Patrick Corbin gave up just two unearned runs in six innings. The offense, revved by Howie Kendrick in the early innings and boosted by two RBI singles from Victor Robles, tacked on three insurance runs in the last two frames. That followed Rodney retiring the heart of the Cardinals’ order in the seventh, and then Hudson recorded the team’s first save since Aug. 16. The buttons were pressed by bench coach Chip Hale, in his second game filling in for Manager Dave Martinez, who remains in Washington after undergoing a cardiac procedure Monday. And, in a twist, a good process met a good result.
“Try to ride the hot hands,” Hudson said of what the bullpen expects down the stretch. “And get these W’s, because we really need them right now with this wild-card race getting so tight.”
The Nationals’ urgency has wavered throughout the past 5½ months. When they were 19-31 in mid-May, and it looked like the year might be a total wash, it felt like they had to win every game. In some ways, that was true. But once they got healthy and rebounded, and they started playing like one of baseball’s best clubs, winning became the unlikely expectation. The pressure to do so was gone. It was replaced by a lot of dancing in the dugout.
Yet now the stakes are hiked way back up. On Sept. 2, the Nationals had a sturdy, seven-game lead to play in the wild-card game. Even after Tuesday’s victory, things remain tight. The Cubs fell to the Cincinnati Reds to drop 1½ back, and the Brewers are tied with Chicago after beating the San Diego Padres. So if there was ever a time to be urgent, to admit that some contests may really matter more than others, it is right now.
“The best thing to do is just worry about today,” said Hale, who was both filling in for and sounding very much like Martinez. “Worry about the next pitch and just try to win each pitch and win each game. If you start going, ‘Whoa, if we lose this game and they win then dot dot dot.”
The audible dot dot dot came with Hale shaking his head and waving his hands in the air. The dot dot dot is what Washington wants to avoid. The dot dot dot is everything that could happen: losing the wild-card lead, running away with it, playing in a tiebreaker Sept. 30, missing the playoffs entirely, winning every remaining game, losing every remaining game — you name it. It’s easy to get caught nose-deep in scenarios at this time of year. It’s easy, then, for doubt to set in. But the Nationals’ simple cure, maybe the only cure, is to win and let the rest shake out.
Their latest attempt at that began with Corbin fooling St. Louis with his slider. That helped him finish with 11 strikeouts, tying a season high, and limit damage despite four walks. He only gave up those two unearned runs in six innings, because of errors by shortstop Trea Turner and catcher Yan Gomes, but the offense was up to erasing them throughout the evening.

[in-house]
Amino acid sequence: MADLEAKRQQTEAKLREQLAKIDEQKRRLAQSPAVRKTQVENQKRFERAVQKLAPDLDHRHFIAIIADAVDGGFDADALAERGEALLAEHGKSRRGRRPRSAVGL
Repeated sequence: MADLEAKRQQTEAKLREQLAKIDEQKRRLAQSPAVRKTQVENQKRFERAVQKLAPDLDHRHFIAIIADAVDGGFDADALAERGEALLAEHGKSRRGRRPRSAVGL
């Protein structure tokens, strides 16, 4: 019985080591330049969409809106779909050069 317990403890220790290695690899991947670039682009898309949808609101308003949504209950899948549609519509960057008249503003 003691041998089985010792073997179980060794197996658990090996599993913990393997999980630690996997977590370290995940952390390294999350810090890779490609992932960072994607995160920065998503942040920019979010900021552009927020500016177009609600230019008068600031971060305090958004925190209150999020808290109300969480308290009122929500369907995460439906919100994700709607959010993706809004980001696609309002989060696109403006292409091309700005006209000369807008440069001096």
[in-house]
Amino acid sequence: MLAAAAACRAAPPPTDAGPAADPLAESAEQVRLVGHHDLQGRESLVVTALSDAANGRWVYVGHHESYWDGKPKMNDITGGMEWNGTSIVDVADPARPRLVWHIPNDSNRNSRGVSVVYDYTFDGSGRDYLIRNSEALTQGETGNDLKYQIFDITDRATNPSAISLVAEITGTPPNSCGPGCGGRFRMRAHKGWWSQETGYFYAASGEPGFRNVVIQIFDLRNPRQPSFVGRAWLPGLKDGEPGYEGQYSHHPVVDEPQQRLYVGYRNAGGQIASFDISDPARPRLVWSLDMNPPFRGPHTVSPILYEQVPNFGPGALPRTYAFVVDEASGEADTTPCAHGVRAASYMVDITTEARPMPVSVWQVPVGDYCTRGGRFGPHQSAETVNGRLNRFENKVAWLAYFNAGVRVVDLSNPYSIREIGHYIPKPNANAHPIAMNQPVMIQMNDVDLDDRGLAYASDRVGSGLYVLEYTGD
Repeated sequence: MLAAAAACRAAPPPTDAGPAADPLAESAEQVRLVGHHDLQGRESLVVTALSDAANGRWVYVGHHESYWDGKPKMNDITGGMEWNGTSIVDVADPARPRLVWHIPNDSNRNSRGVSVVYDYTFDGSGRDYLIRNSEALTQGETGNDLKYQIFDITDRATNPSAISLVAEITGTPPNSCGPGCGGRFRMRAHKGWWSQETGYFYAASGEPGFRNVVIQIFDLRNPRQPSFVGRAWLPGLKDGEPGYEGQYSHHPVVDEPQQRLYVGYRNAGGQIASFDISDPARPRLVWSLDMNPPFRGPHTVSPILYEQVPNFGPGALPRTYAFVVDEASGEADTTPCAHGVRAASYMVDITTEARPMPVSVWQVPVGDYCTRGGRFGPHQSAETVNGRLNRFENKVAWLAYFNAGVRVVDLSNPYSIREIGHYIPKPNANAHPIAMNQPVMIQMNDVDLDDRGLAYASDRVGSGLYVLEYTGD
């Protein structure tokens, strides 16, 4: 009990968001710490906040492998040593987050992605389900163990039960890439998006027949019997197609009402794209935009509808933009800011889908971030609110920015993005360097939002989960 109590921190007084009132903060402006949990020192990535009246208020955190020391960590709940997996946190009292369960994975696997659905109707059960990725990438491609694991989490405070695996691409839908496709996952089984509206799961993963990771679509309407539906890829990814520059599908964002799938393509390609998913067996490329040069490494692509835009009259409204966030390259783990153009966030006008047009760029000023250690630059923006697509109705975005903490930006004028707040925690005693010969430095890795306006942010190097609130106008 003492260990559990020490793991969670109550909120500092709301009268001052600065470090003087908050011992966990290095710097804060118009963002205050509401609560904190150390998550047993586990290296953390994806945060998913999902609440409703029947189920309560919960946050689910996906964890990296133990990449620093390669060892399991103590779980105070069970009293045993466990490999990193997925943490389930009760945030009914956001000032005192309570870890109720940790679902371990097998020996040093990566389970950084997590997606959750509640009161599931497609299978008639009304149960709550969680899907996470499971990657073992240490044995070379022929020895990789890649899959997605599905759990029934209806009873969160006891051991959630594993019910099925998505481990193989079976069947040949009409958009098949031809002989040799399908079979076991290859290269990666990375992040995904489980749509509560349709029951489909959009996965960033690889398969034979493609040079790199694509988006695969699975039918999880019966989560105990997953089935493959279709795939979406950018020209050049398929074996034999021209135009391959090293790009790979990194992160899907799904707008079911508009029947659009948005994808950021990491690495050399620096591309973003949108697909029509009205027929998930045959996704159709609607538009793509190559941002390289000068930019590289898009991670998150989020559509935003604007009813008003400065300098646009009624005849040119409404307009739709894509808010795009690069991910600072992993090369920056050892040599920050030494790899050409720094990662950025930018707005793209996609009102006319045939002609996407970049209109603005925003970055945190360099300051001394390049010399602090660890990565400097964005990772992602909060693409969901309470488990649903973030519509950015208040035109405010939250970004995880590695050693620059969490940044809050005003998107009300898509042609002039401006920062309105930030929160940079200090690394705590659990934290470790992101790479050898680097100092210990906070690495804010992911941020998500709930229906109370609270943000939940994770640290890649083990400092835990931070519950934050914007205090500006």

Kendrick was the first to get it going against Cardinals starter Miles Mikolas. He hit a triple in the second, missing a home run by a few feet, and scored on Asdrúbal Cabrera’s sacrifice fly. Then he got all of a Mikolas curveball in the fourth for his 16th home run. Robles ripped two RBI singles, in the sixth and eighth, to stretch the lead. Juan Soto added a sacrifice fly to score Turner in the ninth. And, all the while, Rodney and Hudson were up for recording the final nine outs.
“Pretty much every inning we were thinking about the next one,” Hale said of deciding to push Hudson for two frames, made possible because he needed just 11 pitches in the eighth. “The word of the night was reconvene. [Pitching coach] Paul [Menhart] kept saying, ‘We’ll reconvene when the inning ends.’ ”
Hours before the game, in the dead of a lazy afternoon, the Nationals’ clubhouse was filled with Bob Marley’s greatest hits. The last song to play was “Three Little Birds” — among Marley’s most famous, mostly for the reminder to “Don’t worry about a thing . . . ’cause every little thing is gonna be all right.” After it ended, and the speakers stopped offering music, Rodney and fellow reliever Wander Suero stood by the showers and offered their own version. Rodney sang those famous two lines in his deep voice. Suero did the same, his range an octave higher, and punctuated it with what sounded like a laugh.
The Nationals’ bullpen hasn’t had much to joke about this season. But here, in a tired metaphor, were off-key reminders that Washington still has the benefit of the next game, and the one after that, and then 10 more before the regular season closes. The relievers were a reason, along with Corbin and the timely offense, that the Nationals still held a slight advantage in the wild-card hunt. They were a reason to put off worrying about the dot dot dot — at least for another day.